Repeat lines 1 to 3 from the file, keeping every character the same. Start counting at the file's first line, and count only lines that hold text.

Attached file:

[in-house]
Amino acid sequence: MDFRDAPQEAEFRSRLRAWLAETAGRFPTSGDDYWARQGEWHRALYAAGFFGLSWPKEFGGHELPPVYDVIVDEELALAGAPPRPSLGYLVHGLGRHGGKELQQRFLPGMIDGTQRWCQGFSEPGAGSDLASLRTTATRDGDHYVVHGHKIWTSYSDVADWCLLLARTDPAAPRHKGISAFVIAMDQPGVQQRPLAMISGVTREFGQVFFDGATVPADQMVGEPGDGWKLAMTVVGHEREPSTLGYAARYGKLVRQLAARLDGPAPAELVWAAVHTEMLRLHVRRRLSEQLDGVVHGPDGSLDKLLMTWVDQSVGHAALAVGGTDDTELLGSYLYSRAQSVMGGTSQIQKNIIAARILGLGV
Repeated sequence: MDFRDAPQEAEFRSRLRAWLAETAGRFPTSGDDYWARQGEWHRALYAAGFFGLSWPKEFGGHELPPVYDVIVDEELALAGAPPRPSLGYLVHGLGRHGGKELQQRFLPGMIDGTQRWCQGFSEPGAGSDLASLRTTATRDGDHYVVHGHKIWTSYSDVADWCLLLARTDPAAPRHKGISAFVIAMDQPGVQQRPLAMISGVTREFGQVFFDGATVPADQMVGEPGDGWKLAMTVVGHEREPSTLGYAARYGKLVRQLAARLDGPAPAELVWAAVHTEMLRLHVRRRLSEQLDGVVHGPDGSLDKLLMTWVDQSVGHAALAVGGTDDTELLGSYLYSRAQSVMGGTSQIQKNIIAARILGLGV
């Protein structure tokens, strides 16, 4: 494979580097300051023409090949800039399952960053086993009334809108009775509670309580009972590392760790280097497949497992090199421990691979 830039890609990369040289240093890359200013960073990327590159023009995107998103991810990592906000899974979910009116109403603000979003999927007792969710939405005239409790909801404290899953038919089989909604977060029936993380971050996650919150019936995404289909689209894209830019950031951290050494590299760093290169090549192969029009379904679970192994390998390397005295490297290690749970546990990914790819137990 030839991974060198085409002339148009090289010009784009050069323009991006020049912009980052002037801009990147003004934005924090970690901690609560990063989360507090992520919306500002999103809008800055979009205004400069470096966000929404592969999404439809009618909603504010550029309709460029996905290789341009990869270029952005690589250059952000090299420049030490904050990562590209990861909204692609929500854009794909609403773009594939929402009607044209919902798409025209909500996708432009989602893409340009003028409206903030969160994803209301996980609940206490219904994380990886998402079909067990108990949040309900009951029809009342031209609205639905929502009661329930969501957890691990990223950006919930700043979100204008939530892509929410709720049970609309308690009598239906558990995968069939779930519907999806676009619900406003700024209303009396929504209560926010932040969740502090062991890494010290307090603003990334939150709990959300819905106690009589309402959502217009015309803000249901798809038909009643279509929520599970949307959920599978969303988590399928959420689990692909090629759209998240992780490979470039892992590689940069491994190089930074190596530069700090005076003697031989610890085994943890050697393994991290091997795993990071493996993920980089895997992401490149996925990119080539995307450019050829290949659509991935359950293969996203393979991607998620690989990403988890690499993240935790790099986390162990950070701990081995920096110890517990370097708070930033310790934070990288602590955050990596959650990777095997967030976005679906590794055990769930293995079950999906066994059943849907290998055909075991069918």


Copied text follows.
[in-house]
Amino acid sequence: MDFRDAPQEAEFRSRLRAWLAETAGRFPTSGDDYWARQGEWHRALYAAGFFGLSWPKEFGGHELPPVYDVIVDEELALAGAPPRPSLGYLVHGLGRHGGKELQQRFLPGMIDGTQRWCQGFSEPGAGSDLASLRTTATRDGDHYVVHGHKIWTSYSDVADWCLLLARTDPAAPRHKGISAFVIAMDQPGVQQRPLAMISGVTREFGQVFFDGATVPADQMVGEPGDGWKLAMTVVGHEREPSTLGYAARYGKLVRQLAARLDGPAPAELVWAAVHTEMLRLHVRRRLSEQLDGVVHGPDGSLDKLLMTWVDQSVGHAALAVGGTDDTELLGSYLYSRAQSVMGGTSQIQKNIIAARILGLGV
Repeated sequence: MDFRDAPQEAEFRSRLRAWLAETAGRFPTSGDDYWARQGEWHRALYAAGFFGLSWPKEFGGHELPPVYDVIVDEELALAGAPPRPSLGYLVHGLGRHGGKELQQRFLPGMIDGTQRWCQGFSEPGAGSDLASLRTTATRDGDHYVVHGHKIWTSYSDVADWCLLLARTDPAAPRHKGISAFVIAMDQPGVQQRPLAMISGVTREFGQVFFDGATVPADQMVGEPGDGWKLAMTVVGHEREPSTLGYAARYGKLVRQLAARLDGPAPAELVWAAVHTEMLRLHVRRRLSEQLDGVVHGPDGSLDKLLMTWVDQSVGHAALAVGGTDDTELLGSYLYSRAQSVMGGTSQIQKNIIAARILGLGV